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I know we can use TLS protocol to create a secure connection between a server and a client. My question is : Certificates ,which use in TLS, are unique for each connection (pair)?. e.g. in a data-center with thousands of switches and hosts, Secure connections between a main controller and devices (like SDN controller and southbound devices) will happen with thousands of certificates? or using a certificate (or a pair? "i don't know") in whole of network or a part of it?

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A certificate serves to identify a connection endpoint, like a device or user. Any of the client computers can verify a server's certificate was signed by the company's root certificate, which can assure them that they're connecting to a genuine trustworthy endpoint. So each server needs only one certificate.

Similarly, the (optional) client certificate is issued to a machine or user. The server can validate that the client is who he says he is; plus, the server can read a value from the Distinguished Name field on the certificate to ascertain the client's identity.

So when using certificates for authentication, you don't need to establish one pair of certs between each communicating pair of endpoints. You just need one cert for each server and (optionally) one for each client.

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Apart from what Steffen already answered, especially

So when using certificates for authentication, you don't need to establish one pair of certs between each communicating pair of endpoints. You just need one cert for each server and (optionally) one for each client.

and

So each server needs only one certificate.

there is another part of your question I'd like to address:

You are asking if there are thousands of TLS-secured connections within data centers and if they all use unique certificates. The answer is generally "yes" for general purpose data centers where everyone might be co-hosted and the network within the data center is not considered secure.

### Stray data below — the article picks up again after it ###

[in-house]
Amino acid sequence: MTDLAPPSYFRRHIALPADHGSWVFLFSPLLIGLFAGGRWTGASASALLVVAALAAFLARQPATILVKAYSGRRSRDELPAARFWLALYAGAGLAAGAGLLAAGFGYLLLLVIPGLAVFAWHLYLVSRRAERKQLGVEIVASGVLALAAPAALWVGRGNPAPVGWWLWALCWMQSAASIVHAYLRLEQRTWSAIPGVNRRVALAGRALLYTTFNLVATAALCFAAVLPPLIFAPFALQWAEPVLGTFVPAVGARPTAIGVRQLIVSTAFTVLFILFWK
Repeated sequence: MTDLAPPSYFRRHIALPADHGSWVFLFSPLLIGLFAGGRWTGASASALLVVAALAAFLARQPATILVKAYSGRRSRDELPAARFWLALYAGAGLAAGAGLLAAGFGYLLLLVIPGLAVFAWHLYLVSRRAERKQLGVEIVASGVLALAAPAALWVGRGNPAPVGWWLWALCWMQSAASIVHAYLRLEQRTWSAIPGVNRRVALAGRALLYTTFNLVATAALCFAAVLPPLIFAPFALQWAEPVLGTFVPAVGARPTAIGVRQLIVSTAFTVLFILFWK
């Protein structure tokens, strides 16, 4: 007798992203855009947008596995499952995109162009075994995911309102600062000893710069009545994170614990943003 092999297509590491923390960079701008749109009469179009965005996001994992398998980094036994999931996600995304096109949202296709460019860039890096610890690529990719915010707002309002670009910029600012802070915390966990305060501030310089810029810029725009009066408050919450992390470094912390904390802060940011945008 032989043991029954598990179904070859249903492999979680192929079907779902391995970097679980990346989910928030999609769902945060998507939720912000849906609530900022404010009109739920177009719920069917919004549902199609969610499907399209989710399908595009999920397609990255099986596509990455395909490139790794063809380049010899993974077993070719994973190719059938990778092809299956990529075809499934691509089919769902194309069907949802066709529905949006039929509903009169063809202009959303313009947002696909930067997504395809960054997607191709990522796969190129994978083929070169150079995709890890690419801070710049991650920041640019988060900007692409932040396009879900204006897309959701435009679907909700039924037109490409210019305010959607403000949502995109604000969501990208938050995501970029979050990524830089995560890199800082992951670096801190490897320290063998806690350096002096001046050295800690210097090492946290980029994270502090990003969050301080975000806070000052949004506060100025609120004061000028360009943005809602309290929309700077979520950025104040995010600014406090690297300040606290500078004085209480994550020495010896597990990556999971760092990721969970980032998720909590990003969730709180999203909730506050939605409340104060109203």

Yet, in data centers that are exclusive for one company that has to deal with a lot of requests, there are usually so called https reverse proxies which dedicated job it is to decrypt the https connection from the internet, use it without encryption within the (secure) network in the data center and later wrap the answer back up in TLS.

This is done mainly for performance and debugging reasons, a single certificate with a single host name can thus seamlessly be used by a cluster of machines, making it more resilient to problems, faster and more reliable as well as easier to modify.

Please note that while this is not fully how TLS was meant to be used, it doesn't actually interfere with the properties a TLS certificated does guarantee: it's still the same entity and only that entity (the big company) that can peek into your traffic.

  • Thanks for your attention and answer, so i realized that we can use unique certificate for each client and one for server to do mutual authentication. And it is possible to create a mechanism to generate new client certificate when we add new device as client. And no need more authentication mechanism like token checking or etc for preventing device spoofing in the safe TLS communication. I did understand correctly? – ARYAMAN Nov 4 '17 at 19:48
  • Yes; TLS with client certificates that get validated correctly is enough for authentication:) – Tobi Nary Nov 4 '17 at 20:52

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